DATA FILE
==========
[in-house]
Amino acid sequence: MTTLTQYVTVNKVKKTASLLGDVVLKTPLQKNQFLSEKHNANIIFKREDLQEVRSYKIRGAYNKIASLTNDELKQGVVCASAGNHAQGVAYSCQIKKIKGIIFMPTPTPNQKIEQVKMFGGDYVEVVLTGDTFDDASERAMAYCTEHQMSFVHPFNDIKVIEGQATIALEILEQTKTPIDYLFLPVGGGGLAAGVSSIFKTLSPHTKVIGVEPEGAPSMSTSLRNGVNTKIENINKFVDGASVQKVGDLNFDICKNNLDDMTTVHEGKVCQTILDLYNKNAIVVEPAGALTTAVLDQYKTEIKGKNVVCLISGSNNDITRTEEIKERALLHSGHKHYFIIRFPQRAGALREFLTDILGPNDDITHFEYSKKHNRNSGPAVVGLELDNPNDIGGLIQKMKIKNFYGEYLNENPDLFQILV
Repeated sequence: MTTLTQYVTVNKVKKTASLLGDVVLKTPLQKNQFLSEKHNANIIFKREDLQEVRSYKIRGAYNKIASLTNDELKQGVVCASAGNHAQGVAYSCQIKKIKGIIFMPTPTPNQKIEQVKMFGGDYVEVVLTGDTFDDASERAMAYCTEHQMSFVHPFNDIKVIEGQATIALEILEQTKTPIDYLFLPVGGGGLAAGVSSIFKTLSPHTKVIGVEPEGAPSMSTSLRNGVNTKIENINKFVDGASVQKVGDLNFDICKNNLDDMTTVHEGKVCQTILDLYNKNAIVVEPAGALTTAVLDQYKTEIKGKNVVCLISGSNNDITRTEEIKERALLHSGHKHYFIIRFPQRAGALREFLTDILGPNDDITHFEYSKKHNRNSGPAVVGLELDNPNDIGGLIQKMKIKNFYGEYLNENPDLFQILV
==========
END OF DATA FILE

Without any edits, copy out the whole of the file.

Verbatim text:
[in-house]
Amino acid sequence: MTTLTQYVTVNKVKKTASLLGDVVLKTPLQKNQFLSEKHNANIIFKREDLQEVRSYKIRGAYNKIASLTNDELKQGVVCASAGNHAQGVAYSCQIKKIKGIIFMPTPTPNQKIEQVKMFGGDYVEVVLTGDTFDDASERAMAYCTEHQMSFVHPFNDIKVIEGQATIALEILEQTKTPIDYLFLPVGGGGLAAGVSSIFKTLSPHTKVIGVEPEGAPSMSTSLRNGVNTKIENINKFVDGASVQKVGDLNFDICKNNLDDMTTVHEGKVCQTILDLYNKNAIVVEPAGALTTAVLDQYKTEIKGKNVVCLISGSNNDITRTEEIKERALLHSGHKHYFIIRFPQRAGALREFLTDILGPNDDITHFEYSKKHNRNSGPAVVGLELDNPNDIGGLIQKMKIKNFYGEYLNENPDLFQILV
Repeated sequence: MTTLTQYVTVNKVKKTASLLGDVVLKTPLQKNQFLSEKHNANIIFKREDLQEVRSYKIRGAYNKIASLTNDELKQGVVCASAGNHAQGVAYSCQIKKIKGIIFMPTPTPNQKIEQVKMFGGDYVEVVLTGDTFDDASERAMAYCTEHQMSFVHPFNDIKVIEGQATIALEILEQTKTPIDYLFLPVGGGGLAAGVSSIFKTLSPHTKVIGVEPEGAPSMSTSLRNGVNTKIENINKFVDGASVQKVGDLNFDICKNNLDDMTTVHEGKVCQTILDLYNKNAIVVEPAGALTTAVLDQYKTEIKGKNVVCLISGSNNDITRTEEIKERALLHSGHKHYFIIRFPQRAGALREFLTDILGPNDDITHFEYSKKHNRNSGPAVVGLELDNPNDIGGLIQKMKIKNFYGEYLNENPDLFQILV